TLE> Time Keeping TLE>

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Time Keeping

by Dedly

TL0: After decades of astronomical observations (possibly longer), stones are arranged such that the local star is observed to cycle through a monument. One cycle becomes the basis of the local year. The day is measured by the position of the primary star in the sky.

TL1: The first chronometers, devices able to measure the day, appear. The sundial, shadow clock, and water clock each try to offer ways to measure days without direct observance of the local star. Each relies on natural phenomena (light & gravity) to measure time. Each is accurate, at best, to 15 minutes per day.

TL2: The first mechanical clocks appear. Two hands denote the passage of time. One hand indicates the hour while the other the minute. In some instances, a third hand appears to mark the passage of seconds. The chiming of bells is often used to mark the passage of the hours. The cost and incredible size of these machines make them cost-prohibitive to all but institutions and aristocrats.

TL3: Pendulum clocks, which rely upon a planet's rotation for calibration, improve mechanical timekeeping to 1 second per month accuracy. Decreasing costs and size increase their availability to the masses.

TL4: The first "pocket watches" appear enabling people to carry timepieces around with them instead of relying upon structures to house them. Accuracy is sacrificed for convenience. These watches, which rely upon hairsprings and balance wheels, are accurate to within 30 seconds per week and have to be wound up regularly to ensure consistent timekeeping.

TL5: Pendulum clocks peak out at an accuracy of 0.3 seconds per year. The first quartz clocks are introduced. Accurate to 10 seconds per year, these devices measure the vibration of quartz crystals as electric current is passed through them.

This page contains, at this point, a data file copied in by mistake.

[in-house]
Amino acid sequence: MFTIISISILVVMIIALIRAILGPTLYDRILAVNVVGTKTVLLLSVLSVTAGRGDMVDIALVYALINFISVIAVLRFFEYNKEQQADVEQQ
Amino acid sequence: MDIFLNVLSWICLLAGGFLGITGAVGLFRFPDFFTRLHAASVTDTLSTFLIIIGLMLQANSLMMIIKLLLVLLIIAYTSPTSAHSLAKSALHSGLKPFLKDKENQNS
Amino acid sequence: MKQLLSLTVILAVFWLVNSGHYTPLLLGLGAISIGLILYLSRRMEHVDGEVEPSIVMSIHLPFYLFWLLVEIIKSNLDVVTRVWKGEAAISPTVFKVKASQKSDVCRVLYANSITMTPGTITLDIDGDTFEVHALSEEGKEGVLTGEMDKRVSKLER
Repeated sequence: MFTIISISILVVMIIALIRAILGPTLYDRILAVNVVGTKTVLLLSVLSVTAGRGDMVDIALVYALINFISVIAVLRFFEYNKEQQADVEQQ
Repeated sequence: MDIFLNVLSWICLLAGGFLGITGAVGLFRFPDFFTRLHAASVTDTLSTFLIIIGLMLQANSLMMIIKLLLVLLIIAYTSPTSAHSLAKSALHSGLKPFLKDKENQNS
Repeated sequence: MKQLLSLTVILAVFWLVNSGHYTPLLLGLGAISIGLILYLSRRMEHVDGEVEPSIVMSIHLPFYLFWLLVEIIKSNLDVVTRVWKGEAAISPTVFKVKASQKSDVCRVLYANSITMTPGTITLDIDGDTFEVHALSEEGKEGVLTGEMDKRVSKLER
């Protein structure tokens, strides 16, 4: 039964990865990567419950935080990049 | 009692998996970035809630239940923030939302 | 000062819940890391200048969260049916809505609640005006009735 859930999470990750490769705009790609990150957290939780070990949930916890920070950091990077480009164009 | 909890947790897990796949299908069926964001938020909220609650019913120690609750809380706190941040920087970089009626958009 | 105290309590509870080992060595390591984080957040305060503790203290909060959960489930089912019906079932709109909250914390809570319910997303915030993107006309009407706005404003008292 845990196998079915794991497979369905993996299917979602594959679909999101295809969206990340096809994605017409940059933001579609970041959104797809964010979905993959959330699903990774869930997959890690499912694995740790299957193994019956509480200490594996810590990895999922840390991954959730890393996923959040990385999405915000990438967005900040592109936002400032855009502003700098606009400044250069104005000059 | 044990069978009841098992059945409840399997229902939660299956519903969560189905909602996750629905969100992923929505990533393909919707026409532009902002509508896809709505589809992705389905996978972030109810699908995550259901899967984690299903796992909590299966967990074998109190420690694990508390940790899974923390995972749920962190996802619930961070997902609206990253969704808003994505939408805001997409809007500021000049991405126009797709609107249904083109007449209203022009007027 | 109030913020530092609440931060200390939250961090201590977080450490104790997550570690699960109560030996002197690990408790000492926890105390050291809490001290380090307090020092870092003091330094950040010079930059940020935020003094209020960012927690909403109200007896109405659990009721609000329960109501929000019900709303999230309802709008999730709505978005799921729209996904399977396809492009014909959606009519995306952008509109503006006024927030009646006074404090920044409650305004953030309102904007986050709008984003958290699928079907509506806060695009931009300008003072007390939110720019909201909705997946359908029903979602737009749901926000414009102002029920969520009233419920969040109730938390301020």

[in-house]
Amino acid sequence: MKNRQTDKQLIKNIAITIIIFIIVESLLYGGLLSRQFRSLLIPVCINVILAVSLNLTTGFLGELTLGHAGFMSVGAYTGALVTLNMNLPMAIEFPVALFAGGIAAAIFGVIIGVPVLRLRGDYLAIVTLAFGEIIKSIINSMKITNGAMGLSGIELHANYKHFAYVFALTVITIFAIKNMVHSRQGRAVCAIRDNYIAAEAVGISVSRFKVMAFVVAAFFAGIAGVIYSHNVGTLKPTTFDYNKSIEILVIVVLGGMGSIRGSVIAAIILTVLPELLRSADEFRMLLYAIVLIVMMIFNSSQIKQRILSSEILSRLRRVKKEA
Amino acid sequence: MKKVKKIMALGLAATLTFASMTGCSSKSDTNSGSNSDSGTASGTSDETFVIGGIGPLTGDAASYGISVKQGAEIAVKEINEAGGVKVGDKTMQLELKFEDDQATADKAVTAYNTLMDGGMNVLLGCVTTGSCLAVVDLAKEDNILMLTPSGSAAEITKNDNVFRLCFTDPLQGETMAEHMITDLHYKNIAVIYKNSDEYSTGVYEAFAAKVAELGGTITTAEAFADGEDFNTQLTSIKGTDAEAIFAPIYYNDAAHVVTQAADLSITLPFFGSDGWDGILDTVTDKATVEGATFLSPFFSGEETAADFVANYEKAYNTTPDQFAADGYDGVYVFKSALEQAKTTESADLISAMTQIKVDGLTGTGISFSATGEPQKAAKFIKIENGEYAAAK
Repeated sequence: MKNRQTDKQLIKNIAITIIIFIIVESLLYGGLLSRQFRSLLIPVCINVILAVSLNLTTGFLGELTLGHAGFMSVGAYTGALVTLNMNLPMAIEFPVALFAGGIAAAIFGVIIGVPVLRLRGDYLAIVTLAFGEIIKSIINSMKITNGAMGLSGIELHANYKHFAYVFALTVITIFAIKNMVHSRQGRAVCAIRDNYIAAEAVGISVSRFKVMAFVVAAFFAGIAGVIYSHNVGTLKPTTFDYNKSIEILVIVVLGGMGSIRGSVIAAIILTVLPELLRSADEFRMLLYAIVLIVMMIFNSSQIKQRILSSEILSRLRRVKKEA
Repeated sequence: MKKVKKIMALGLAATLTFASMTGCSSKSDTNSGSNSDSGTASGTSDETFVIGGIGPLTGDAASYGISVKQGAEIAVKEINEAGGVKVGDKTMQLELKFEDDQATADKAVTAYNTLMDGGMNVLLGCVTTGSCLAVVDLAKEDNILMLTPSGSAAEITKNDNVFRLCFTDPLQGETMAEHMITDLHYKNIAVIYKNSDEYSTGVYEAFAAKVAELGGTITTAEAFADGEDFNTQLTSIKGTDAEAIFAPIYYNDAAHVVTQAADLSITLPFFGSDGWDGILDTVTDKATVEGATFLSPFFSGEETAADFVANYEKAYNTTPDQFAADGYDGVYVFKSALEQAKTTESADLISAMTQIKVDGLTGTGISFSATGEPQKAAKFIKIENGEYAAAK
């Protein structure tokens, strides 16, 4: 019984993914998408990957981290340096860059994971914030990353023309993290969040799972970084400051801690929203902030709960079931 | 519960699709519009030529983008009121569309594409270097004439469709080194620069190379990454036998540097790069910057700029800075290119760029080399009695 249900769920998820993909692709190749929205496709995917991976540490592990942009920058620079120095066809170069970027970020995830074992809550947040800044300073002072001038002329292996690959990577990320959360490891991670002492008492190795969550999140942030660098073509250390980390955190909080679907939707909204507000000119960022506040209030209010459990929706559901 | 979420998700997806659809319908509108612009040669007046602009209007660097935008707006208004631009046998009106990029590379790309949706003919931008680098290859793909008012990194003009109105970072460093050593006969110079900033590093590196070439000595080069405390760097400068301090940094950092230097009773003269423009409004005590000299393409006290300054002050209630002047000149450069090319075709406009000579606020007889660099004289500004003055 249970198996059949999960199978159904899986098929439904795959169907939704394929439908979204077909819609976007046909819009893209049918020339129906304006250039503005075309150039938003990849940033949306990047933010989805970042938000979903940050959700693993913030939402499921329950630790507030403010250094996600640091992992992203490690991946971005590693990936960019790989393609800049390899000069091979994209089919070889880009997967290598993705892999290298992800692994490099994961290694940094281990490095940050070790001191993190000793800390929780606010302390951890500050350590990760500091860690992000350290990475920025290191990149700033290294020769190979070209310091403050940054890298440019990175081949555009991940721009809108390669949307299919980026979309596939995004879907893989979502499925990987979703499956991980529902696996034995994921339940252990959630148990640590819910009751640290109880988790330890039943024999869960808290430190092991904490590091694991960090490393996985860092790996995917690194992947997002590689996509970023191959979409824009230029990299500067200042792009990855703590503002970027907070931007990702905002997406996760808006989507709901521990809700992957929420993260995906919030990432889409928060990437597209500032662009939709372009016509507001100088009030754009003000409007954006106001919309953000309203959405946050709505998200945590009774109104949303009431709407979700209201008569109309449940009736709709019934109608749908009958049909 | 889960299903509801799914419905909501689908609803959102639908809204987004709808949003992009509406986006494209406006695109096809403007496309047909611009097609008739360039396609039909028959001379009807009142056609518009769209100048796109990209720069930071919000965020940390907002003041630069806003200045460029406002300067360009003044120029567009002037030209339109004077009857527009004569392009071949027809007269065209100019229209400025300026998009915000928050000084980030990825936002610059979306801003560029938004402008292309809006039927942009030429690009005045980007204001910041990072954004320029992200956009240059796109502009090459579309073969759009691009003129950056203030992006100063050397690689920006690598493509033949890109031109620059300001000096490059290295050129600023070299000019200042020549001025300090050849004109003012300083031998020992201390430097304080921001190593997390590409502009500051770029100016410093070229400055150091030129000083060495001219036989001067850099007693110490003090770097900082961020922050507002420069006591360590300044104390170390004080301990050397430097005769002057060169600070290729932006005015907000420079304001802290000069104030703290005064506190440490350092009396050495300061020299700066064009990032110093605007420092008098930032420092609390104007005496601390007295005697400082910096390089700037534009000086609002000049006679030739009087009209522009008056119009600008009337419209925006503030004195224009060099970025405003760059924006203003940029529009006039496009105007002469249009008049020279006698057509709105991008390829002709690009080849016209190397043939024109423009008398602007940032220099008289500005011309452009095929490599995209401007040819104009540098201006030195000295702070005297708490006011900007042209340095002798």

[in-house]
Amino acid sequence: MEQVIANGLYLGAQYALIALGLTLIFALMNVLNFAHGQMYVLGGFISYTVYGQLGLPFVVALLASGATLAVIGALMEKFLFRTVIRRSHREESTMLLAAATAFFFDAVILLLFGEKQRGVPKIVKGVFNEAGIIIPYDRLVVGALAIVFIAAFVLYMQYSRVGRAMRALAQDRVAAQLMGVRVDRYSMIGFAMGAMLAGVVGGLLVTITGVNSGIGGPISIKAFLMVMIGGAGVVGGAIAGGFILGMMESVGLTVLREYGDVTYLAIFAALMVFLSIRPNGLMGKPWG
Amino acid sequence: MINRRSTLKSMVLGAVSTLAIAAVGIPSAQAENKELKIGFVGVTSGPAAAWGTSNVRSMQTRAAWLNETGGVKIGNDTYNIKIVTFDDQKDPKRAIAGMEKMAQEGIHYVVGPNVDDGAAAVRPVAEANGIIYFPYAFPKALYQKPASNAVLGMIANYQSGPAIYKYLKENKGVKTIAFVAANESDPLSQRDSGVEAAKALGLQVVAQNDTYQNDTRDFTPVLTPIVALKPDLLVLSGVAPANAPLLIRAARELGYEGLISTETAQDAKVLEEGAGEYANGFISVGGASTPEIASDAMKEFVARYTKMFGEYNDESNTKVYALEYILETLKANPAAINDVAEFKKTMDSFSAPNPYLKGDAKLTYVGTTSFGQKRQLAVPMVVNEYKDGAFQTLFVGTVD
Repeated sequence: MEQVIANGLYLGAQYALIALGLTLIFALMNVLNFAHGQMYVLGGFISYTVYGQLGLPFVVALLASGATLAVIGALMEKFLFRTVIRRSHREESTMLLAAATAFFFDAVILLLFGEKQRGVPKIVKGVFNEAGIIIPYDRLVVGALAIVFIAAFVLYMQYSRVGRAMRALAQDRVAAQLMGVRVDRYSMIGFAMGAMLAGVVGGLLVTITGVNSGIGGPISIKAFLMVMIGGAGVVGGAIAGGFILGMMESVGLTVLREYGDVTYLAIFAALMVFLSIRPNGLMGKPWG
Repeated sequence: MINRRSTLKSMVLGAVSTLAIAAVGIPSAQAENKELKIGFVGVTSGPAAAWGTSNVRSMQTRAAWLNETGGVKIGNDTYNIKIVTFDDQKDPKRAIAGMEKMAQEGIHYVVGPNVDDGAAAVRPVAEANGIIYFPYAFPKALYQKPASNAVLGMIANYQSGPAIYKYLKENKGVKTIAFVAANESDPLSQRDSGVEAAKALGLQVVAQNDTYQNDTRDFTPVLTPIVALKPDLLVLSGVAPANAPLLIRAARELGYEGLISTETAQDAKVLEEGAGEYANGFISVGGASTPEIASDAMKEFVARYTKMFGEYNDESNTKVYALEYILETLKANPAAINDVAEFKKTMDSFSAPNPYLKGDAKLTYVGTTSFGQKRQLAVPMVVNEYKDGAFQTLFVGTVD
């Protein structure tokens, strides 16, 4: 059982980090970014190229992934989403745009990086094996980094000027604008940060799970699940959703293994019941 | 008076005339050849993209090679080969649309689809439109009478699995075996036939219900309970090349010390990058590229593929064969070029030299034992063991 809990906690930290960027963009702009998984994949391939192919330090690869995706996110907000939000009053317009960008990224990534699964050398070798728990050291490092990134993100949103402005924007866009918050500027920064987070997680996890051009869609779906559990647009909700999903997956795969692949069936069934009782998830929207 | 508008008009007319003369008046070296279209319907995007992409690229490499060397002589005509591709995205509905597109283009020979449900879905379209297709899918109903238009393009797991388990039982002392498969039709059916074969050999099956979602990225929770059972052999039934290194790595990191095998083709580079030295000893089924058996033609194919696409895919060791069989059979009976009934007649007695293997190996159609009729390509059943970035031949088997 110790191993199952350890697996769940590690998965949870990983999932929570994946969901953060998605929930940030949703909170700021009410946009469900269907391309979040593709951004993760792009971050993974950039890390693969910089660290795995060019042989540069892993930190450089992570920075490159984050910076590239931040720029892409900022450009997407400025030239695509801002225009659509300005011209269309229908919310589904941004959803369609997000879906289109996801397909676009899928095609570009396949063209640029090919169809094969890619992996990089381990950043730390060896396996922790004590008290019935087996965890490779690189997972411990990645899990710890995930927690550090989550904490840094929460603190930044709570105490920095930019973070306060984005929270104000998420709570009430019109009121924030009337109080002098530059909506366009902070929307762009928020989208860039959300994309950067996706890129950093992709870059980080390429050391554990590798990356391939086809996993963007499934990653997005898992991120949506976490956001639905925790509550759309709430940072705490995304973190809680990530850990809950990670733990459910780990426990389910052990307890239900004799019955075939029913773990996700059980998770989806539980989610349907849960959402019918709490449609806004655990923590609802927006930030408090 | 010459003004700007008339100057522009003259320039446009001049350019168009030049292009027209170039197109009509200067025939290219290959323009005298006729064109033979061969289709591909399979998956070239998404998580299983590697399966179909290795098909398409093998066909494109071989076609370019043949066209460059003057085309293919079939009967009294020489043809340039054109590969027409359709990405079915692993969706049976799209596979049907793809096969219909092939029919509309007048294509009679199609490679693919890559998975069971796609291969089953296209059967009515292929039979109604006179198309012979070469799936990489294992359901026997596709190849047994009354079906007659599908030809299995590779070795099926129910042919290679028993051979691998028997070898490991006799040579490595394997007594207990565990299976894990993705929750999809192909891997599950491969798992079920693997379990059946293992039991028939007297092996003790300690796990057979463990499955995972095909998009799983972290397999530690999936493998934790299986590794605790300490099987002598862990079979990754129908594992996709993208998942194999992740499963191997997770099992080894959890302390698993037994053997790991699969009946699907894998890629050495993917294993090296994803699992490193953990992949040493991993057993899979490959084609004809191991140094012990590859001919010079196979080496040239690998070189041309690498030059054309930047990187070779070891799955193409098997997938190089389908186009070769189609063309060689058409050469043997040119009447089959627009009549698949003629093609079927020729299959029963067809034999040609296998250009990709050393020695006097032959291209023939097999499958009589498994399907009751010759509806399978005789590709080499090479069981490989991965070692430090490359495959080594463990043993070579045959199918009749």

Watches are now equipped with straps to be wrapped around appendages (arms in humanoids).

TL6: Timekeeping takes a big leap forward thanks to advancements in physics. The ammonia clock measures resonance in ammonia molecules interacting with microwaves. Its accuracy is 1 second per 5 years. The first cesium clock, accurate to 1 second in 100 years, redefines the second as 9,192,631,770 cycles of the cesium atom's resonance frequency.

Clocks become embedded in appliances, computers, and vehicles. Their presence in society becomes ubiquitous.

Personal watches increase in accuracy. Tuning forks bring accuracy to within one minute per month. Quartz clocks are shrunk down to become watches and are accurate to 5 seconds per month. Their high price makes them unaffordable to the general public.

TL7: The first commercial masers appear. Accurate to 1 second per 274,000 years, masers measure hydrogen frequencies and are more stable than cesium clocks.

Watches diversify. Liquid crystal displays, alarms, chronometers, and water resistance (up to 100 meters depth or 14 atm pressure) all appear.

TL8: Cesium fountain clocks appear. Their accuracy is 1 second per 20 million years. High population planets become increasingly dependent upon the reliability of these clocks as global synchronization becomes crucial to staving off chaos.

Watches increase in sophistication and precision but decrease in price such that all can afford them. Quartz watches decrease in price but remain status symbols.

TL9: Stored-ion clocks appear. These clocks are capable of trapping atoms for indefinitely long observations. The appearance of gravitic technology enables clocks to ignore the effects of gravitational fields upon their ability to measure time.

Advances in wetware computer technology enable watches to be implanted underneath the skin for those that wish it.

TL10: Advances in gravitics enable researchers to develop clocks which are immune to the effects of gravity.

TL11: Gravitically immune clocks appear in all vehicles which utilize gravitics.

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